Solutions for the three most common food allergies

Studies suggest that dairy, wheat and eggs are the three biggest sources of food sensitivities.

by Dr. Philip Wazny — 

Mention the words “food allergies” and most of us probably imagine those kids who get near a peanut butter sandwich only to have massive swelling around the eyes and throat, followed by difficulty breathing and hives.

The constellation of these symptoms make up what is known as an anaphylactic reaction, which, unfortunately, has become more frequent in the general population during recent years. In fact, some newer studies suggest that approximately 3 to 8 percent of Americans run the risk of anaphylaxis when exposed to any number of foods, although tree nuts, milk and shellfish are at the top of the anaphylactic list.

More often, we see a less severe variation of these dangerous food allergies, called “allergy sensitivities,” which do not typically cause life-threatening symptoms but can be quite uncomfortable, nonetheless. If you have symptoms of indigestion, gastritis, eczema, asthma, celiac disease, arthritis, unexplained weight gain or even depression, anxiety or chronic fatigue, it could be the result of a food sensitivity. Additional reports suggest that at least 60 percent of Americans suffer from symptoms due to adverse food reactions as a result of food sensitivities.

Food allergies/sensitivities can be a reaction to a protein, a starch, a contaminant found in the food (e.g., pesticide residues) or a food additive (e.g., colorings, preservatives, flavor enhancers, etc). Once the body decides it is uneasy with a food, a complex cascade of events takes place that can result in either a life-threatening situation (anaphylaxis) or simply the aforementioned unpleasant symptoms.

Driving this reaction is the immune system’s production of multiple types of antibodies. For example, during an anaphylaxis response, IgE antibodies are produced within two hours of exposure. These antibodies then bind to specific cells called mast cells and basophils, which release their inner contents — histamine. This is why anti-histamines, like Benadryl® or Quercetin, are often prescribed for allergies.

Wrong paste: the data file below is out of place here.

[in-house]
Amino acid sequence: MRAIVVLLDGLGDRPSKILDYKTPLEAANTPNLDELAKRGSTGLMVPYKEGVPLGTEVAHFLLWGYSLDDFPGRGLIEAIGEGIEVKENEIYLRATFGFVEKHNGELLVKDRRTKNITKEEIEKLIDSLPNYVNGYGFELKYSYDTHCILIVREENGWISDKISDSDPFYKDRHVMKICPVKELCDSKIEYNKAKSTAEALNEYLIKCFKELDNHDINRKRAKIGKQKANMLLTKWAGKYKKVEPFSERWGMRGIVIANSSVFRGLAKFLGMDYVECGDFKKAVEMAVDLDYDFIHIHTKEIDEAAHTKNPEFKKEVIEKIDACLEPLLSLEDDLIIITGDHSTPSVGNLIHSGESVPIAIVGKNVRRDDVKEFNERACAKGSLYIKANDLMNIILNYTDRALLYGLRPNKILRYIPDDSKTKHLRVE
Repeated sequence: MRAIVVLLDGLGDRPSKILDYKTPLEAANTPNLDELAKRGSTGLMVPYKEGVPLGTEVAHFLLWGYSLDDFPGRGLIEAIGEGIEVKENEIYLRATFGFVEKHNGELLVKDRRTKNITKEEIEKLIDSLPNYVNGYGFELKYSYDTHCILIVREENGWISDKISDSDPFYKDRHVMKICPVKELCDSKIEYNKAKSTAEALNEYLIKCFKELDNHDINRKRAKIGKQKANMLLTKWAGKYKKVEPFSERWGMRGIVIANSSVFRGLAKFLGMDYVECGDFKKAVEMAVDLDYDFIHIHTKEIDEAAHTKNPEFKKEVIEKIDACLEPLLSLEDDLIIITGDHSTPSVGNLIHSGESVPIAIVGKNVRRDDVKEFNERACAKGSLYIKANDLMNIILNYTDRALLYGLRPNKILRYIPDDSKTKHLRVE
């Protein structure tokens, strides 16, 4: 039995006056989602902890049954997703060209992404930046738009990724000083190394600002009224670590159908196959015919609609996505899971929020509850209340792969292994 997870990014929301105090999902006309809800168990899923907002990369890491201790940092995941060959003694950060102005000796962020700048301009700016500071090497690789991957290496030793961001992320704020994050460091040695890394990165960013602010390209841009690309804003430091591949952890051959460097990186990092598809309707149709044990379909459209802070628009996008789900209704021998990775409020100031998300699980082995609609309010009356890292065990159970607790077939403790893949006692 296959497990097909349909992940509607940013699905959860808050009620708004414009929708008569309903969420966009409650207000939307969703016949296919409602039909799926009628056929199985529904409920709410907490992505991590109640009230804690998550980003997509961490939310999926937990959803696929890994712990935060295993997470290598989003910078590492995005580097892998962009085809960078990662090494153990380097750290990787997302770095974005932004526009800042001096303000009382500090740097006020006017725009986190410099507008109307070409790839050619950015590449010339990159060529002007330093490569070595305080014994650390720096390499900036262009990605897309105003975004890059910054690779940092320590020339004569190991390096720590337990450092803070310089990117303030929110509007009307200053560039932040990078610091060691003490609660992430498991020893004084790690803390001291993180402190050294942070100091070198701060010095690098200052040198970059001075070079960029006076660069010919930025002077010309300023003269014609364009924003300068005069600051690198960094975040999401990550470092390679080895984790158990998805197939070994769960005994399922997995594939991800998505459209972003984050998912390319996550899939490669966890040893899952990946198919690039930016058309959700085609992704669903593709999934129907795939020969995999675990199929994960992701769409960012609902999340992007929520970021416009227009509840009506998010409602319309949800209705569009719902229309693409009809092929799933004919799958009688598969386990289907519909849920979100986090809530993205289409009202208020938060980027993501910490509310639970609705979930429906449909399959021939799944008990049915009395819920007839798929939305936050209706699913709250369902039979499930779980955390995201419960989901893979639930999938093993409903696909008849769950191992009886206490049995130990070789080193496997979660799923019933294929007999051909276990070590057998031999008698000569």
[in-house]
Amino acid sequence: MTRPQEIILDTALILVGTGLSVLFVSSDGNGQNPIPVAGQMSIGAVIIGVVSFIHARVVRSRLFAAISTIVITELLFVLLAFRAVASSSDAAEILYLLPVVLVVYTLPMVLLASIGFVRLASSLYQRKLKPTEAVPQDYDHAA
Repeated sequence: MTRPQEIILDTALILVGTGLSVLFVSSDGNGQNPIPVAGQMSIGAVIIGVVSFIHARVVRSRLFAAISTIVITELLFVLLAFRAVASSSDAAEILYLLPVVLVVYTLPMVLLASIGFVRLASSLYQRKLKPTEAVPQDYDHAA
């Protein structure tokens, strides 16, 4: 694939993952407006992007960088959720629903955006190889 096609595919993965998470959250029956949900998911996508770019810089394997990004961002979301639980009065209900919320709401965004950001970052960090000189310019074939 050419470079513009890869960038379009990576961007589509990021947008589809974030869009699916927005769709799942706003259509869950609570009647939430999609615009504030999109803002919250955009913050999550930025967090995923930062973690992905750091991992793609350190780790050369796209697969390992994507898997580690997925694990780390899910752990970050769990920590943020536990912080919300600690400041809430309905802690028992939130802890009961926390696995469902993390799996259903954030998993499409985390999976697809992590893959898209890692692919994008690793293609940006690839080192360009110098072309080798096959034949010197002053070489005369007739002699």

Yet, it is the more delayed allergic response found in food sensitivities (one that can take up to 72 hours after exposure) that causes the uncomfortable symptoms. That response is usually driven by IgG antibodies, and although it can stimulate the release of some histamine, it usually recruits many more players of the immune system, further complicating the reaction in the body.

Studies suggest that dairy, wheat and eggs are the three biggest sources of food sensitivities. How is this determined? In the past, the skin prick test was used, where small amounts of foods were injected into the skin on either the back or forearm. Now, simple blood work does away with the need for this antiquated test. These blood tests can measure for both IgG and IgE antibodies, and help guide you and your health care provider in a direction for food avoidance, which is the mainstay of treatment.

So if you suffer from indigestion, asthma, eczema, etc., simply avoiding problematic foods could be your ticket to feeling well. In addition to elimination, I recommend the rotation of food families (e.g., veggies, fruits, meats, etc.), as well as assisting the body with its normal digestive processes through the use of pancreatic and stomach enzymes. Probiotics can be quite helpful also.

Living in fear of foods because of their potential to make you sick is unnecessary when you recognize that there are easy ways to identify possible sources of food allergies/sensitivities. Combined with practical and realistic interventions to calm the reaction and subsequent symptoms, you can alleviate a multitude of health conditions.


Dr. Philip Wazny is a naturopathic physician whose focus includes natural hormone balancing, pediatrics and pain management. He is in practice at Integrative Health in Scottsdale, Ariz., along with Drs. Alan Christianson and Ann Lovick. 480-657-0003 or

Reprinted from AzNetNews, Volume 31, Number 1, Feb/Mar 2012.

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